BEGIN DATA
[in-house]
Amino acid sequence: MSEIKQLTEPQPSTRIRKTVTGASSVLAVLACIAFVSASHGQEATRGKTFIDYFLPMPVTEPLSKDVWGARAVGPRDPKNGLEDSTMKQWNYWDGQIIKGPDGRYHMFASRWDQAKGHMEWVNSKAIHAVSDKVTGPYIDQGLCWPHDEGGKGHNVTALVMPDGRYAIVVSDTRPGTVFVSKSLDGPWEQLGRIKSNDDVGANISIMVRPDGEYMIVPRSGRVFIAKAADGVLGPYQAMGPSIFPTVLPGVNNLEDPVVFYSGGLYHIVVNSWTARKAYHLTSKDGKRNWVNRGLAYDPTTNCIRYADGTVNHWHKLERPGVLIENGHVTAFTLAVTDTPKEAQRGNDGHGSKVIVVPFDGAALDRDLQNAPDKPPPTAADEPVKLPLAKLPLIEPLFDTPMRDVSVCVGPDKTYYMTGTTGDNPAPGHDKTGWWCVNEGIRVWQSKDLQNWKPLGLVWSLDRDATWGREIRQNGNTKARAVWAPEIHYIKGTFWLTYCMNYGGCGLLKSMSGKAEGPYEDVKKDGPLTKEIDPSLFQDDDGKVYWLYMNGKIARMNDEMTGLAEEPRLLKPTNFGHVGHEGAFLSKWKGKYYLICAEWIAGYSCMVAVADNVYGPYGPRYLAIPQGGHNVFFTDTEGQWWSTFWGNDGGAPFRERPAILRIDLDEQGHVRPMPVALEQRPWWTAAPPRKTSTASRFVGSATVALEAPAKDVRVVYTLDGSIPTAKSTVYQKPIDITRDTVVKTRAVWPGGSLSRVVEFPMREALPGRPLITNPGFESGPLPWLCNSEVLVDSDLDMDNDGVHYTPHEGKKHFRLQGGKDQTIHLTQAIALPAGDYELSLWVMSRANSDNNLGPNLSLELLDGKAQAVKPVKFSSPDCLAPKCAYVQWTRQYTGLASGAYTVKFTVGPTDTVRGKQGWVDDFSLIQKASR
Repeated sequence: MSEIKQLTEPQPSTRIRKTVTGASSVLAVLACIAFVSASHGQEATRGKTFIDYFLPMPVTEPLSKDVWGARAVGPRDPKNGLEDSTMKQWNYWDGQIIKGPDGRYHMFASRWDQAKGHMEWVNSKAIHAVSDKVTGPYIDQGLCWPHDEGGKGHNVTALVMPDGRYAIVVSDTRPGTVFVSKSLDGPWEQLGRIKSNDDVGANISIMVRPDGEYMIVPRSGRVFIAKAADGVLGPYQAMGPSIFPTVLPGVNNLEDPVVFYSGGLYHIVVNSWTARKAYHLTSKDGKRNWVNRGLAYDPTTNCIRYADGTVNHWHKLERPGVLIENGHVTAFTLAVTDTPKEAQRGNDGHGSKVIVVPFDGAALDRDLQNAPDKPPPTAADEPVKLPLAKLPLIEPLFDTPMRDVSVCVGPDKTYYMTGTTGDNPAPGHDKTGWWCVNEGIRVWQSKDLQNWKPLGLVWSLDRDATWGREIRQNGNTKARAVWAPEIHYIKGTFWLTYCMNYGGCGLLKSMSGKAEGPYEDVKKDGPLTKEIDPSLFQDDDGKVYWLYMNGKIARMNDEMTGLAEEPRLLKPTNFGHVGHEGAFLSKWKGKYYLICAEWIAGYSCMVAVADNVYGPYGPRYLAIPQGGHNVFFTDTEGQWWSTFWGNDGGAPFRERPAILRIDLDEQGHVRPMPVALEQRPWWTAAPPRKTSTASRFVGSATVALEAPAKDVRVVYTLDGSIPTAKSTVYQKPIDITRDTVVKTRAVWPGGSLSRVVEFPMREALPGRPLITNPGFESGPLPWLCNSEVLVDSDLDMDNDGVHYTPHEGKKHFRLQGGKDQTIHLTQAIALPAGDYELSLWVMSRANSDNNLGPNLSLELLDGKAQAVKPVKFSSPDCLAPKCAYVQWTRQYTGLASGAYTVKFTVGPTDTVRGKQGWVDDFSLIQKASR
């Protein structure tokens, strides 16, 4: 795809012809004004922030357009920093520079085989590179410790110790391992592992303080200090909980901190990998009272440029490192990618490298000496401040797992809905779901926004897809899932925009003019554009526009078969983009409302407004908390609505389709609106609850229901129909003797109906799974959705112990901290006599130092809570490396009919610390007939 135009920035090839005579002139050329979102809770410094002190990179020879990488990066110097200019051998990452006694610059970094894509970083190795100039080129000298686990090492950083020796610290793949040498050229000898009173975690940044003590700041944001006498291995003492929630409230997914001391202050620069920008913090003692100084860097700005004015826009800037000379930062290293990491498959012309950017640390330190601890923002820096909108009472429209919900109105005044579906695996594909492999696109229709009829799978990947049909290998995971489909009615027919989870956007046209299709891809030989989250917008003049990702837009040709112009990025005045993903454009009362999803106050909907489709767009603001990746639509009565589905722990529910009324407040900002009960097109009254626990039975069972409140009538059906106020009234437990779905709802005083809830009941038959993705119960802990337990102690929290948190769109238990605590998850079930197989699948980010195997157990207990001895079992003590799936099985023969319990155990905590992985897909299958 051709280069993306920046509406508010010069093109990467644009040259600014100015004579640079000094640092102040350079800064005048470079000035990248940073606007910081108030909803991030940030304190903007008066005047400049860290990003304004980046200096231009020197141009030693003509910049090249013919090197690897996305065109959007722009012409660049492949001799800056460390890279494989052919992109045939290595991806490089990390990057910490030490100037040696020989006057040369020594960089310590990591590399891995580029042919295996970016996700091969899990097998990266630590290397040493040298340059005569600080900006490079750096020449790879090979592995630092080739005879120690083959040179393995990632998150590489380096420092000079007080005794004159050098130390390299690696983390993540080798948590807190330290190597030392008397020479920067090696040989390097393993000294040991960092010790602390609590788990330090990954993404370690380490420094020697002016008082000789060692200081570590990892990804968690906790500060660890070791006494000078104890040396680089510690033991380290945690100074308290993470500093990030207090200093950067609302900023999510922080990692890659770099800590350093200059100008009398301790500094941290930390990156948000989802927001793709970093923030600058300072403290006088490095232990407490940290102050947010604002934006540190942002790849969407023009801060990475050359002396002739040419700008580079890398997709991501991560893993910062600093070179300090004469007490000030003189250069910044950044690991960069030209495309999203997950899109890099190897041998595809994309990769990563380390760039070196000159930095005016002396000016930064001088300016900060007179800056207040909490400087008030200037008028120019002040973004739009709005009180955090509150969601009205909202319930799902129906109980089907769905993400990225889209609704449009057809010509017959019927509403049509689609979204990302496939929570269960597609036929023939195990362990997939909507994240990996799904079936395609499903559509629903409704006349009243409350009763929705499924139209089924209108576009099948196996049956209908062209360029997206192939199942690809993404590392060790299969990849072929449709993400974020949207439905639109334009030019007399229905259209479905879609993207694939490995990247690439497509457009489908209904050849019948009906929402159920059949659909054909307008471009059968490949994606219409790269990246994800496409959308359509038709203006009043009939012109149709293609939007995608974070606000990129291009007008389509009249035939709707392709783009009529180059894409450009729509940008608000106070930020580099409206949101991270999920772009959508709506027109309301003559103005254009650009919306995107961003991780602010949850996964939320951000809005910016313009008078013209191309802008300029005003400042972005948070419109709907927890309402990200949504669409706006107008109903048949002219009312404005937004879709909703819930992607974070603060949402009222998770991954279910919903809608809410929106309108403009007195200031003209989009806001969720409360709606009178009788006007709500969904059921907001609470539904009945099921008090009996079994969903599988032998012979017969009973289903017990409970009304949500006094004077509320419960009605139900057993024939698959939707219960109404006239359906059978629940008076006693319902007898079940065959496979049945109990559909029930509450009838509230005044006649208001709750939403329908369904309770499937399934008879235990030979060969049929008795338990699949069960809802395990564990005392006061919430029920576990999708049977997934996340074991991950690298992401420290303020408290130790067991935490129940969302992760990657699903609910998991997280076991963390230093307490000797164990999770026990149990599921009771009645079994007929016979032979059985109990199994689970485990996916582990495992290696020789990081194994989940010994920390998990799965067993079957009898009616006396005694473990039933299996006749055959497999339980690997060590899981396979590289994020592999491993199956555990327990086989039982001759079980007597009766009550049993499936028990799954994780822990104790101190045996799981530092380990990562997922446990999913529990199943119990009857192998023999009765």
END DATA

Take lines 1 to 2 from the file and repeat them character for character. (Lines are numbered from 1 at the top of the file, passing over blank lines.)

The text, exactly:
[in-house]
Amino acid sequence: MSEIKQLTEPQPSTRIRKTVTGASSVLAVLACIAFVSASHGQEATRGKTFIDYFLPMPVTEPLSKDVWGARAVGPRDPKNGLEDSTMKQWNYWDGQIIKGPDGRYHMFASRWDQAKGHMEWVNSKAIHAVSDKVTGPYIDQGLCWPHDEGGKGHNVTALVMPDGRYAIVVSDTRPGTVFVSKSLDGPWEQLGRIKSNDDVGANISIMVRPDGEYMIVPRSGRVFIAKAADGVLGPYQAMGPSIFPTVLPGVNNLEDPVVFYSGGLYHIVVNSWTARKAYHLTSKDGKRNWVNRGLAYDPTTNCIRYADGTVNHWHKLERPGVLIENGHVTAFTLAVTDTPKEAQRGNDGHGSKVIVVPFDGAALDRDLQNAPDKPPPTAADEPVKLPLAKLPLIEPLFDTPMRDVSVCVGPDKTYYMTGTTGDNPAPGHDKTGWWCVNEGIRVWQSKDLQNWKPLGLVWSLDRDATWGREIRQNGNTKARAVWAPEIHYIKGTFWLTYCMNYGGCGLLKSMSGKAEGPYEDVKKDGPLTKEIDPSLFQDDDGKVYWLYMNGKIARMNDEMTGLAEEPRLLKPTNFGHVGHEGAFLSKWKGKYYLICAEWIAGYSCMVAVADNVYGPYGPRYLAIPQGGHNVFFTDTEGQWWSTFWGNDGGAPFRERPAILRIDLDEQGHVRPMPVALEQRPWWTAAPPRKTSTASRFVGSATVALEAPAKDVRVVYTLDGSIPTAKSTVYQKPIDITRDTVVKTRAVWPGGSLSRVVEFPMREALPGRPLITNPGFESGPLPWLCNSEVLVDSDLDMDNDGVHYTPHEGKKHFRLQGGKDQTIHLTQAIALPAGDYELSLWVMSRANSDNNLGPNLSLELLDGKAQAVKPVKFSSPDCLAPKCAYVQWTRQYTGLASGAYTVKFTVGPTDTVRGKQGWVDDFSLIQKASR